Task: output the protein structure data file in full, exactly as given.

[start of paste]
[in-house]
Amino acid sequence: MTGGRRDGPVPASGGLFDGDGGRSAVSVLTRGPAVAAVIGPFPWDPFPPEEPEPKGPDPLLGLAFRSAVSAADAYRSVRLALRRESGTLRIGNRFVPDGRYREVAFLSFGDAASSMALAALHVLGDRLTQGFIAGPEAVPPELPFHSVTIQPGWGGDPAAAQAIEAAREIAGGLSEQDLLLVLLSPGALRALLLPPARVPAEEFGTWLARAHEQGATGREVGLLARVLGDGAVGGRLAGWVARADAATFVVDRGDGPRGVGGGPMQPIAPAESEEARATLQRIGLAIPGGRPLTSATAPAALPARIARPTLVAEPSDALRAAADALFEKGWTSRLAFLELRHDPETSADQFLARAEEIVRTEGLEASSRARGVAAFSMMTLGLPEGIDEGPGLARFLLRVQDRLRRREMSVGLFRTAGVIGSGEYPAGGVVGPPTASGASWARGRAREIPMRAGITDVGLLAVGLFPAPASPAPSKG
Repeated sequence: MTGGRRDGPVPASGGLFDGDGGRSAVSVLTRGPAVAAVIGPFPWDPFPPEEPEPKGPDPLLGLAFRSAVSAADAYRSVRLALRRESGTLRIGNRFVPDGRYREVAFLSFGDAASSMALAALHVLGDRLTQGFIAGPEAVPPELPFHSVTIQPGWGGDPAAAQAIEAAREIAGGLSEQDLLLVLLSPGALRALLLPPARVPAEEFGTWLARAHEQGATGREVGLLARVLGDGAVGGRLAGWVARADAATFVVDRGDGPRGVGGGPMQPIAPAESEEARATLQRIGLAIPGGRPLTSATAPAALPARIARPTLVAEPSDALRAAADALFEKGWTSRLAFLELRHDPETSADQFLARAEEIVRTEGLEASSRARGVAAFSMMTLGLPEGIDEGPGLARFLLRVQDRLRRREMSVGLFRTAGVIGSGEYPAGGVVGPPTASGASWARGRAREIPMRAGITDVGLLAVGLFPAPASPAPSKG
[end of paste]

[in-house]
Amino acid sequence: MTGGRRDGPVPASGGLFDGDGGRSAVSVLTRGPAVAAVIGPFPWDPFPPEEPEPKGPDPLLGLAFRSAVSAADAYRSVRLALRRESGTLRIGNRFVPDGRYREVAFLSFGDAASSMALAALHVLGDRLTQGFIAGPEAVPPELPFHSVTIQPGWGGDPAAAQAIEAAREIAGGLSEQDLLLVLLSPGALRALLLPPARVPAEEFGTWLARAHEQGATGREVGLLARVLGDGAVGGRLAGWVARADAATFVVDRGDGPRGVGGGPMQPIAPAESEEARATLQRIGLAIPGGRPLTSATAPAALPARIARPTLVAEPSDALRAAADALFEKGWTSRLAFLELRHDPETSADQFLARAEEIVRTEGLEASSRARGVAAFSMMTLGLPEGIDEGPGLARFLLRVQDRLRRREMSVGLFRTAGVIGSGEYPAGGVVGPPTASGASWARGRAREIPMRAGITDVGLLAVGLFPAPASPAPSKG
Repeated sequence: MTGGRRDGPVPASGGLFDGDGGRSAVSVLTRGPAVAAVIGPFPWDPFPPEEPEPKGPDPLLGLAFRSAVSAADAYRSVRLALRRESGTLRIGNRFVPDGRYREVAFLSFGDAASSMALAALHVLGDRLTQGFIAGPEAVPPELPFHSVTIQPGWGGDPAAAQAIEAAREIAGGLSEQDLLLVLLSPGALRALLLPPARVPAEEFGTWLARAHEQGATGREVGLLARVLGDGAVGGRLAGWVARADAATFVVDRGDGPRGVGGGPMQPIAPAESEEARATLQRIGLAIPGGRPLTSATAPAALPARIARPTLVAEPSDALRAAADALFEKGWTSRLAFLELRHDPETSADQFLARAEEIVRTEGLEASSRARGVAAFSMMTLGLPEGIDEGPGLARFLLRVQDRLRRREMSVGLFRTAGVIGSGEYPAGGVVGPPTASGASWARGRAREIPMRAGITDVGLLAVGLFPAPASPAPSKG